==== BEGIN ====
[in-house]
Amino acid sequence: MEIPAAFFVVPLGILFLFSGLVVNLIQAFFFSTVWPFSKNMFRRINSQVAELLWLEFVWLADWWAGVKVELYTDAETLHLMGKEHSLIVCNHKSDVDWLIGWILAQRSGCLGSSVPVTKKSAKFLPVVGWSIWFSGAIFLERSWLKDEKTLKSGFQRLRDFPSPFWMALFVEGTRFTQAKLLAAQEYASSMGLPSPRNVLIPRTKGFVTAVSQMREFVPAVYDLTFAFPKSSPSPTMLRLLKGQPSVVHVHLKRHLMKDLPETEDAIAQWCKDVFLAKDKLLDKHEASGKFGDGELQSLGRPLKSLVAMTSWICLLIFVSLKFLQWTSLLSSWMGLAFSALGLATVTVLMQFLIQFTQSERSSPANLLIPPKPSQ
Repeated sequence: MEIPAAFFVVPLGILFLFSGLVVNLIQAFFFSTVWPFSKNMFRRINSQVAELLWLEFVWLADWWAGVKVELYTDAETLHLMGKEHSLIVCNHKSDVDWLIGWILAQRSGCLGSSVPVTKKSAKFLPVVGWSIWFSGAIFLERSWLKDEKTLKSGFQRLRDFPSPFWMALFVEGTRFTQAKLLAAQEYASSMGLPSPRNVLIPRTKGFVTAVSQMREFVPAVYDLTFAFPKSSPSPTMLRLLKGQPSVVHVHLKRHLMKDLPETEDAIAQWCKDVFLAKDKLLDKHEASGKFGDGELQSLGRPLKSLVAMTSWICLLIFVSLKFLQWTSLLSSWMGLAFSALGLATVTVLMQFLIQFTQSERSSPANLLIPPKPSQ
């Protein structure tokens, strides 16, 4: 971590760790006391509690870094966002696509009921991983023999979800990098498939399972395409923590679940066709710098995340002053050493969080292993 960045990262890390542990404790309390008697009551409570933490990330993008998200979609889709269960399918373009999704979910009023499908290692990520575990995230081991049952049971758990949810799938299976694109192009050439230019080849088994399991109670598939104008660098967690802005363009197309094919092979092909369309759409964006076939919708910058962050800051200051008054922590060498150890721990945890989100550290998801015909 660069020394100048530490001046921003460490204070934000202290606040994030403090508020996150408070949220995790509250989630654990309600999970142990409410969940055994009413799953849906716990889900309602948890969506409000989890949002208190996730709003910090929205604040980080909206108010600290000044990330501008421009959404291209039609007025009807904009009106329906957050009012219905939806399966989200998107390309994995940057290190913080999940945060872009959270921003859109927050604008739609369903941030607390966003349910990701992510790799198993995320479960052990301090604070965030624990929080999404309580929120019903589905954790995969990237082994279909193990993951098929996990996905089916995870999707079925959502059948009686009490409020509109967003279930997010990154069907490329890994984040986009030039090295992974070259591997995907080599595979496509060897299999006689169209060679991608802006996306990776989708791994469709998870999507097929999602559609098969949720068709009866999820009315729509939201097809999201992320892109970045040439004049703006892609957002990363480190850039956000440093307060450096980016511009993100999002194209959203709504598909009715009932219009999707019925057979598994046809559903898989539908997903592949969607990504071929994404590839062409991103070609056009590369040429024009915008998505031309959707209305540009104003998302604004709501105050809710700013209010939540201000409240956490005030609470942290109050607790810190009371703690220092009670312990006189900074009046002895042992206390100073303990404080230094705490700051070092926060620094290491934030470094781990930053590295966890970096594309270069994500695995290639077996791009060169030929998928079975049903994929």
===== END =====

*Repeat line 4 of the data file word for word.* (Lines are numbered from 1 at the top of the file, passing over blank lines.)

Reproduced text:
């Protein structure tokens, strides 16, 4: 971590760790006391509690870094966002696509009921991983023999979800990098498939399972395409923590679940066709710098995340002053050493969080292993 960045990262890390542990404790309390008697009551409570933490990330993008998200979609889709269960399918373009999704979910009023499908290692990520575990995230081991049952049971758990949810799938299976694109192009050439230019080849088994399991109670598939104008660098967690802005363009197309094919092979092909369309759409964006076939919708910058962050800051200051008054922590060498150890721990945890989100550290998801015909 660069020394100048530490001046921003460490204070934000202290606040994030403090508020996150408070949220995790509250989630654990309600999970142990409410969940055994009413799953849906716990889900309602948890969506409000989890949002208190996730709003910090929205604040980080909206108010600290000044990330501008421009959404291209039609007025009807904009009106329906957050009012219905939806399966989200998107390309994995940057290190913080999940945060872009959270921003859109927050604008739609369903941030607390966003349910990701992510790799198993995320479960052990301090604070965030624990929080999404309580929120019903589905954790995969990237082994279909193990993951098929996990996905089916995870999707079925959502059948009686009490409020509109967003279930997010990154069907490329890994984040986009030039090295992974070259591997995907080599595979496509060897299999006689169209060679991608802006996306990776989708791994469709998870999507097929999602559609098969949720068709009866999820009315729509939201097809999201992320892109970045040439004049703006892609957002990363480190850039956000440093307060450096980016511009993100999002194209959203709504598909009715009932219009999707019925057979598994046809559903898989539908997903592949969607990504071929994404590839062409991103070609056009590369040429024009915008998505031309959707209305540009104003998302604004709501105050809710700013209010939540201000409240956490005030609470942290109050607790810190009371703690220092009670312990006189900074009046002895042992206390100073303990404080230094705490700051070092926060620094290491934030470094781990930053590295966890970096594309270069994500695995290639077996791009060169030929998928079975049903994929």